New heated tobacco tax postponed amid pandemic; no plan to expand ‘patch’ program

BC Smoking Cessation Program provides limited access during deadly respiratory pandemic; renowned researcher wants to see its use expanded for COVID-19

Amid the COVID-19 pandemic the B.C. Ministry of Finance has postponed a new tax on heated tobacco products that should have been implemented on April 1.

The government said it did not want to burden businesses with the new inventory requirements.

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Public health researcher Dr. Kelley Lee of Simon Fraser University said while there may be some justification to delaying the tax, a more urgent priority should nevertheless be expansion of the government’s smoking cessation program.

“People currently smoking or vaping should be supported to quit now to give their lungs the best chance of fighting off this coronavirus if infected,” said Lee, who says these “sin” taxes not only serve to dissuade people from using products that compromise the lungs, but they can also be used as revenue for cessation programs.

The government did increase its tobacco tax by two cents a cigarette (to 29.5 cents) on January 1 and was intending to apply the same rate to heated tobacco units. It also created a new 20% provincial sales tax for vaping products on January 1.

Government also implemented stricter vaping advertisement and flavoured nicotine product guidelines to throttle the rising rate of vaping teenagers.

When asked if the government should ban cigarette sales by licensed retailers, Lee said such a measure could prove counterproductive; not only could it be cruel to those addicted to nicotine, the black market for cigarettes could expand.

Instead, Lee says a more obvious choice should be to expand the BC Smoking Cessation Program, which provides limited access to drugs, such as the “patch.”

“If the government wants to be helpful, increasing access to nicotine replacement therapy to help people quit is a far better way to go,” said Lee. This would also contribute towards flattening the curve by reducing the likelihood that smokers and vapers will get seriously ill and need to rely on our overstretched health system.”

But, when asked, the Ministry of Health did not respond if it is planning to expand the BC Smoking Cessation Program, which covers 100% of the cost of nicotine replacement therapy products (specifically nicotine gum, lozenges, patches and inhalers), or contributes to the cost of specific smoking cessation prescription drugs.

However, there are program limits. Each calendar year, eligible B.C. residents can only receive a single continuous course of therapy treatment for up to 12 weeks. And only low-income earners qualify for discounted prescription drugs. There is also a burdensome process of visiting a doctor for referral and registering for the program.

“So, for sure expand the cessation support to get that message out there — the link between COVID and smoking and vaping,” said Lee. “There’s kids out there vaping as well and they’re heavily addicted,” she added.

Lee researches and teaches about the role of globalization and health. She is a Fellow of the Faculty of Public Health, Royal College of Physicians and Fellow of the Canadian Academy of Health Sciences. Lee has specifically studied tobacco control for 25 years. She’s a leader of the Global Tobacco Control Programme at SFU and has conducted numerous studies with the World Health Organization.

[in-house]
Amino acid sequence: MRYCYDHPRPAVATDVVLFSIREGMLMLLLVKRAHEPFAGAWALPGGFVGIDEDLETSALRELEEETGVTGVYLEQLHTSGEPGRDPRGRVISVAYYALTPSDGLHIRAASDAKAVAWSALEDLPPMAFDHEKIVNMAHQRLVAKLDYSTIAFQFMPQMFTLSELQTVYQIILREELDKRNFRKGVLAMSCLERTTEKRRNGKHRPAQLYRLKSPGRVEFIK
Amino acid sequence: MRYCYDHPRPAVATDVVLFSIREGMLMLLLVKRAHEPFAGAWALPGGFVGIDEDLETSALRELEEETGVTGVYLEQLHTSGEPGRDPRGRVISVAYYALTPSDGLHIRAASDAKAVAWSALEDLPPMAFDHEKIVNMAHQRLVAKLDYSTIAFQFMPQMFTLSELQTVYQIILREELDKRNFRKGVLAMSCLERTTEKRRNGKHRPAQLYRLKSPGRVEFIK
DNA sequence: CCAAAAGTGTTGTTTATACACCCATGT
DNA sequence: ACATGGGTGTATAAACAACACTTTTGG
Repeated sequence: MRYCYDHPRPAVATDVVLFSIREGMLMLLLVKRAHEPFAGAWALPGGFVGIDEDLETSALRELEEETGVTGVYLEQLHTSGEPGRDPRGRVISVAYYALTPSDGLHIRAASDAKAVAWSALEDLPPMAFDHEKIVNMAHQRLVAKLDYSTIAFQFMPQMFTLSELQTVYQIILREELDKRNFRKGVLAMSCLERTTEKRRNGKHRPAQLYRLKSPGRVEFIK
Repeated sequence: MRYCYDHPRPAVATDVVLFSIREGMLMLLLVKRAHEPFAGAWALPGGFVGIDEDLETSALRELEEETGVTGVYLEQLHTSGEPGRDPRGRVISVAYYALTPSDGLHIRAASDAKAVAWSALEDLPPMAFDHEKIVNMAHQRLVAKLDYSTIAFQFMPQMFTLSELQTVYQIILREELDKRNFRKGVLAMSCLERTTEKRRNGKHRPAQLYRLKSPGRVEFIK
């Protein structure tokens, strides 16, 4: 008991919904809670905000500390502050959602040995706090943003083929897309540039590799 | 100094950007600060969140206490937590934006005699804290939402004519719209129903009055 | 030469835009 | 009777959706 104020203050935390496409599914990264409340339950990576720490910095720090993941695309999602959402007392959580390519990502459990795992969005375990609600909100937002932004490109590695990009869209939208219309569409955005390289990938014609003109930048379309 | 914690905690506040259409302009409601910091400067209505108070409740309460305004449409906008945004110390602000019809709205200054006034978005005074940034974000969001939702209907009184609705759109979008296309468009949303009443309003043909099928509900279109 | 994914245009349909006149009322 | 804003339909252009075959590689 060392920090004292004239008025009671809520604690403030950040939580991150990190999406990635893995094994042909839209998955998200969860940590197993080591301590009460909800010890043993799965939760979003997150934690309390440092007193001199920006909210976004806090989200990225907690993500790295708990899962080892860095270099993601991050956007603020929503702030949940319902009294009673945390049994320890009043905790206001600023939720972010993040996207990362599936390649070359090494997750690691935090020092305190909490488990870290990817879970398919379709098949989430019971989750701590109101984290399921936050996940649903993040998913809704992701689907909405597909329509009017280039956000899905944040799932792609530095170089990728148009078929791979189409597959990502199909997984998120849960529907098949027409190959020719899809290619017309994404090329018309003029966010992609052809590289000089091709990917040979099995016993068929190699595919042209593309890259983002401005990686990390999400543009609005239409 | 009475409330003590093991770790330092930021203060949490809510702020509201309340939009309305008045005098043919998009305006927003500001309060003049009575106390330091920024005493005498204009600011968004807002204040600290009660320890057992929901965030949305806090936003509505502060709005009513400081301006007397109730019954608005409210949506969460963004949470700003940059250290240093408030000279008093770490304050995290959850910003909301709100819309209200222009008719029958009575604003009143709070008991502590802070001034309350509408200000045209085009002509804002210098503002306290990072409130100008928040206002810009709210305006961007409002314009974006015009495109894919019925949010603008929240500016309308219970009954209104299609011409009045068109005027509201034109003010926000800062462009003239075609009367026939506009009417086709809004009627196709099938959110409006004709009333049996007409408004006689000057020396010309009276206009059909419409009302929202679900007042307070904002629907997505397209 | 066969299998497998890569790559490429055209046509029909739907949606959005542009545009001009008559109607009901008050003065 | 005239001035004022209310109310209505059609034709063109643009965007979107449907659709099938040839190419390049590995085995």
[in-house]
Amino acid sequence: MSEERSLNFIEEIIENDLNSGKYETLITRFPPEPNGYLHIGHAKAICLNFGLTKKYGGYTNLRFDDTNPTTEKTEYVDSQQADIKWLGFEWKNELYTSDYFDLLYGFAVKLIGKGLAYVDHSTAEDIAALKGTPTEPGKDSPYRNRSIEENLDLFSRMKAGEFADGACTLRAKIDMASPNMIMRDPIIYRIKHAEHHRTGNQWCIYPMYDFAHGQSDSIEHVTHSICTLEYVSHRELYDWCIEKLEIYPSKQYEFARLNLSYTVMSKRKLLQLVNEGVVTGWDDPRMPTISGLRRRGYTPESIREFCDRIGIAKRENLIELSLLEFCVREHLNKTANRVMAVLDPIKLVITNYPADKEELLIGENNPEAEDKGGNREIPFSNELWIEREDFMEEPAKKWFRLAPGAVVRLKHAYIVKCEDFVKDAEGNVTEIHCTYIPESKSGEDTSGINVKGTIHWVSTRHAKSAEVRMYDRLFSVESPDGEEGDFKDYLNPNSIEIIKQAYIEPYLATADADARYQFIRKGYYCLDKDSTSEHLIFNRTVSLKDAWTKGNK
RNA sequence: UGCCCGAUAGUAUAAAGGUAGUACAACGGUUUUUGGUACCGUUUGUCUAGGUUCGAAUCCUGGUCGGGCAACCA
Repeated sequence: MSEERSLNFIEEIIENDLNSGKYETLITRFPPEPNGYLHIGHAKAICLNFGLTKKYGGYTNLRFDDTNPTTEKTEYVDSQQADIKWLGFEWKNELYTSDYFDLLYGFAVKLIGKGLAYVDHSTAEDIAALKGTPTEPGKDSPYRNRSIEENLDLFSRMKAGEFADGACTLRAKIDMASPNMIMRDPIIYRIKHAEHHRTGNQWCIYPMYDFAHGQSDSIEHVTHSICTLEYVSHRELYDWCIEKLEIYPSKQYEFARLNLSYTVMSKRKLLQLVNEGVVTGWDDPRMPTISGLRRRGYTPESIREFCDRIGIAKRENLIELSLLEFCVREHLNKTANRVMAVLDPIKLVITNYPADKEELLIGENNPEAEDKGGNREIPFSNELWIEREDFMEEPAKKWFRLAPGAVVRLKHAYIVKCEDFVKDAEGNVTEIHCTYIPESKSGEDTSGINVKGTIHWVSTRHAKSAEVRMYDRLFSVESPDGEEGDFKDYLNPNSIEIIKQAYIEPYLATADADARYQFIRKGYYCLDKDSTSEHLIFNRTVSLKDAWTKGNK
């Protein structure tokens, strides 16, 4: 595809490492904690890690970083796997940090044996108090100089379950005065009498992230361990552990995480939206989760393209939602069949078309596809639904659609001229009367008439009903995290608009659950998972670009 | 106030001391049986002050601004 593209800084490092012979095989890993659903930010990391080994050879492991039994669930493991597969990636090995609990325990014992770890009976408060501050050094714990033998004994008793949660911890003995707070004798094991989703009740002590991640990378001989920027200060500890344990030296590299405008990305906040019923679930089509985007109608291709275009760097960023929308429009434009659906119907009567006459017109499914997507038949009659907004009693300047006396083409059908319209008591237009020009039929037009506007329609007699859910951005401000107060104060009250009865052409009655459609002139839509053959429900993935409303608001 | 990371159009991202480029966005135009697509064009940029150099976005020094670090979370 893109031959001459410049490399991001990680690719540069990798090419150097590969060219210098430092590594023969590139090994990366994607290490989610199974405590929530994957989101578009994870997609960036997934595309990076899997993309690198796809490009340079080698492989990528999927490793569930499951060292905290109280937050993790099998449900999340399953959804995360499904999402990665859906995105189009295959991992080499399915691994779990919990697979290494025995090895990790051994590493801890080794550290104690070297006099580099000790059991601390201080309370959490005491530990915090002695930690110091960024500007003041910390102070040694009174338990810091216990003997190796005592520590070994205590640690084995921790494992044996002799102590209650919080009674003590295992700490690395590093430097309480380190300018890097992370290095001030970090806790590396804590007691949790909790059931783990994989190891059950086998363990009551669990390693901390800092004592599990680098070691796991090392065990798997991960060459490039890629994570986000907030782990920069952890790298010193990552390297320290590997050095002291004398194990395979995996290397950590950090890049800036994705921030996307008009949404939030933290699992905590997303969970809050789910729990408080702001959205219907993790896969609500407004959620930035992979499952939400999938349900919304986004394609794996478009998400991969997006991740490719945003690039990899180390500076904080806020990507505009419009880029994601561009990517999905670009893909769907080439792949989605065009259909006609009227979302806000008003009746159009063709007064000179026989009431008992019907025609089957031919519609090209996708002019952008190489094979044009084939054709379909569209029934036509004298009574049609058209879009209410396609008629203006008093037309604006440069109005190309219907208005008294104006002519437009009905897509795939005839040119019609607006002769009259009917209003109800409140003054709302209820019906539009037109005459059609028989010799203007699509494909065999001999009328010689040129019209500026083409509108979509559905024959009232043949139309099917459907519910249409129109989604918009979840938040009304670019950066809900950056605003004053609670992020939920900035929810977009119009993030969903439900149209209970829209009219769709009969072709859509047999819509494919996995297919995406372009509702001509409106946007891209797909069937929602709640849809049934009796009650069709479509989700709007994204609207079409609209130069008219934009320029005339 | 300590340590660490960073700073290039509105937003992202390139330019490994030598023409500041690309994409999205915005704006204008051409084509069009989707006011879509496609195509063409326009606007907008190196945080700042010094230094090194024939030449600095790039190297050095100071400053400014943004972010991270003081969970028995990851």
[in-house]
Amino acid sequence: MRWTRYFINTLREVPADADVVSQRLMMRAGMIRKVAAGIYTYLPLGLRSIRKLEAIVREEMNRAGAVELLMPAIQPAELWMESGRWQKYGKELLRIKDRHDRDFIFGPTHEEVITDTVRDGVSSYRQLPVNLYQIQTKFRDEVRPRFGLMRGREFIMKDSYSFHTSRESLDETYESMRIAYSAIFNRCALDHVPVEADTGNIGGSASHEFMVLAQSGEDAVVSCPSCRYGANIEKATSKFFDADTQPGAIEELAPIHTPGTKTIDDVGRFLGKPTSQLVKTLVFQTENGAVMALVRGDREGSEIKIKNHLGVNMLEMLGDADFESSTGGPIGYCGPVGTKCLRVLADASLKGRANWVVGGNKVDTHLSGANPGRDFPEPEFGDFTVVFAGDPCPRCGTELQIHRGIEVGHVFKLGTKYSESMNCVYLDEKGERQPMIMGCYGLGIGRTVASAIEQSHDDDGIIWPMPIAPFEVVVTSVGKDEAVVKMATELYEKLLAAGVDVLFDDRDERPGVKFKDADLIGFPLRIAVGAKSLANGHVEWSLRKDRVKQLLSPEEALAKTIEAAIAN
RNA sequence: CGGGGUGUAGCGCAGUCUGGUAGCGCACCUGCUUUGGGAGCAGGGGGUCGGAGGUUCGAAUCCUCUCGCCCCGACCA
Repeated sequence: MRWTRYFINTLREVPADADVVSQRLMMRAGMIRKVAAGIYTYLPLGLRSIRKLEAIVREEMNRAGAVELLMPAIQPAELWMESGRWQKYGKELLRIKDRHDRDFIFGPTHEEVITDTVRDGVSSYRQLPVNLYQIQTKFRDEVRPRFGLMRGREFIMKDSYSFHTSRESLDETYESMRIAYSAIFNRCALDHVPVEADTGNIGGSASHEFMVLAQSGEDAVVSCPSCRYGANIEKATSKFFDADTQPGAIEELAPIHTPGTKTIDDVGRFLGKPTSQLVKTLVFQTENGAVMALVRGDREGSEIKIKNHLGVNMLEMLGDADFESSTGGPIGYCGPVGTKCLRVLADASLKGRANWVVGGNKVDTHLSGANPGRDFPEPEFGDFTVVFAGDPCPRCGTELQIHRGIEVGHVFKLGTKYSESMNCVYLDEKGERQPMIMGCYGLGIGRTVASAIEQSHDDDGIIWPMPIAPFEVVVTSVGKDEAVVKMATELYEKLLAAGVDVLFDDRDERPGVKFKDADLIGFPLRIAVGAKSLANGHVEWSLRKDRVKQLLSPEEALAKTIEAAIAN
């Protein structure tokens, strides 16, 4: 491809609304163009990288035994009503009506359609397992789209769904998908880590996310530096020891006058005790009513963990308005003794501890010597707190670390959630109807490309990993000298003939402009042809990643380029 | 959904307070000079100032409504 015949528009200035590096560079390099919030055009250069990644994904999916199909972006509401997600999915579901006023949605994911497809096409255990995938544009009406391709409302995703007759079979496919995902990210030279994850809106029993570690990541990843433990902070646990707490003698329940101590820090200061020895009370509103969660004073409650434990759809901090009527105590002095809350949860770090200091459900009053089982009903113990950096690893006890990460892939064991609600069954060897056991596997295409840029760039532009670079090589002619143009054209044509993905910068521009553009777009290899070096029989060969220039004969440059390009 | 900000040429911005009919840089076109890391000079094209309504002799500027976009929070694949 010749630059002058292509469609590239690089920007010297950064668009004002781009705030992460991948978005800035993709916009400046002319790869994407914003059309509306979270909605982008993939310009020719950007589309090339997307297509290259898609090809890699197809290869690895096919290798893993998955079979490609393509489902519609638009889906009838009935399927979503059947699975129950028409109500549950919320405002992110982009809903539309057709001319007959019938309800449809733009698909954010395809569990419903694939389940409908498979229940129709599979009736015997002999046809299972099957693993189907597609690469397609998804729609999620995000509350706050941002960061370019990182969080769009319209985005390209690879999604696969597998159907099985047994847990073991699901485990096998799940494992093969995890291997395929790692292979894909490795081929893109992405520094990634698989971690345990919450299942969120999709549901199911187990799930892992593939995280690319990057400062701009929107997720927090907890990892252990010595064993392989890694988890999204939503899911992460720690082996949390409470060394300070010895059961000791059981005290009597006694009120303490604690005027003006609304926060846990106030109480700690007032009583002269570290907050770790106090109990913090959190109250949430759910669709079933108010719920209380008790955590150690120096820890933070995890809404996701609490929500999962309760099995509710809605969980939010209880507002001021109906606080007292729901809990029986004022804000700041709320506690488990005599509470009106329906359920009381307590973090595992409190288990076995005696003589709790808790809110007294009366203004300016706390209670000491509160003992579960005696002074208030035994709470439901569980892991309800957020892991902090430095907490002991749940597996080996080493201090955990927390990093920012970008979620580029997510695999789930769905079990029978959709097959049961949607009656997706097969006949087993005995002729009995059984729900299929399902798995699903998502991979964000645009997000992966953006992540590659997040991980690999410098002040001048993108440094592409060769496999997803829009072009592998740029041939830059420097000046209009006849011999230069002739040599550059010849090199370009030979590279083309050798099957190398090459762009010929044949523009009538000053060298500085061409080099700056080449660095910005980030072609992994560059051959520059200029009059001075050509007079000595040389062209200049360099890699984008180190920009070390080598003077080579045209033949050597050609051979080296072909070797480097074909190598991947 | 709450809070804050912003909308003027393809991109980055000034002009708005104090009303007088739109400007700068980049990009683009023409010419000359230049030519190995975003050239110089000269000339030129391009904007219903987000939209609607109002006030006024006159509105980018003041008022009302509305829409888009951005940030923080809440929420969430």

The social scientist’s research focuses specifically on the impacts of globalization on communicable and non-communicable diseases (notably tobacco-related diseases) and the implications for strengthening global governance. As well, she is presently researching worldwide quarantine responses to COVID-19.

“My two worlds are coming together,” she said.

Lee is particularly concerned about the impact smokers and vapers could have on all healthcare systems during the pandemic.

“Anything that compromises your lung capacity is not wise at this time,” said Lee.

“By quitting smoking you’re probably going to increase your chances of being one of the people who gets a ventilator, for sure. I don’t think we’ve ever been in this situation where we have to make decisions so starkly,” as doctors have been doing in Italy and New York, said Lee.

“There’s going to be choices down the line if we don’t flatten the curve. It comes down to weighing who will fare better” from receiving help from equipment that is in short supply, said Lee.

Age, health history and other considerations come into play for who gets what care. If someone’s lungs are not at full capacity due to smoking or vaping, policy dictates they may be passed up in a worse case scenario, said Lee.

“There are concerns about the association between COVID-19 and tobacco use. There is emerging evidence that link those two things,” said Lee, suggesting smokers and vapers will have more severe illness from COVID-19. “They might have compromised lung capacity making it a more serious impact. This means they are less likely to have a mild case of illness.”

The B.C. Lung Association cites studies from China showing Chinese patients, who contracted COVID-19 and who have a history of smoking, were 14 times more likely to have disease progression and/or die. Overall, smokers are more likely to contract bacterial or viral infections, the association states.

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